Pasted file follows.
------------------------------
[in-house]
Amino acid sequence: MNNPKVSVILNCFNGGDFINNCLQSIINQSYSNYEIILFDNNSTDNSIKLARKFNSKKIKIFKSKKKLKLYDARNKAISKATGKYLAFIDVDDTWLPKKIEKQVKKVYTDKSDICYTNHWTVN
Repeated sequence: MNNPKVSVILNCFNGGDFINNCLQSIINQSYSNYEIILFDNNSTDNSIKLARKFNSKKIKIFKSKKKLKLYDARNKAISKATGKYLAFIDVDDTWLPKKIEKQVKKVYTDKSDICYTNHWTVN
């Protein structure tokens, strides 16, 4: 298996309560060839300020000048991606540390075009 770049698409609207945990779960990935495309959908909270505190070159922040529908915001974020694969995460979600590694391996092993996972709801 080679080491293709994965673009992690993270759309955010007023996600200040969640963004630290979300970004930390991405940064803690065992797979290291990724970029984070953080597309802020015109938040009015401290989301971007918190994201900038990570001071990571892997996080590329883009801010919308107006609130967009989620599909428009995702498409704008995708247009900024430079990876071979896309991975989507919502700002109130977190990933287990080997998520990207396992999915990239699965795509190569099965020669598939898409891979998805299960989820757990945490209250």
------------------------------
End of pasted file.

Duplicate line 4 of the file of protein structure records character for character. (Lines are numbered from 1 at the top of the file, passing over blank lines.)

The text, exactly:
């Protein structure tokens, strides 16, 4: 298996309560060839300020000048991606540390075009 770049698409609207945990779960990935495309959908909270505190070159922040529908915001974020694969995460979600590694391996092993996972709801 080679080491293709994965673009992690993270759309955010007023996600200040969640963004630290979300970004930390991405940064803690065992797979290291990724970029984070953080597309802020015109938040009015401290989301971007918190994201900038990570001071990571892997996080590329883009801010919308107006609130967009989620599909428009995702498409704008995708247009900024430079990876071979896309991975989507919502700002109130977190990933287990080997998520990207396992999915990239699965795509190569099965020669598939898409891979998805299960989820757990945490209250």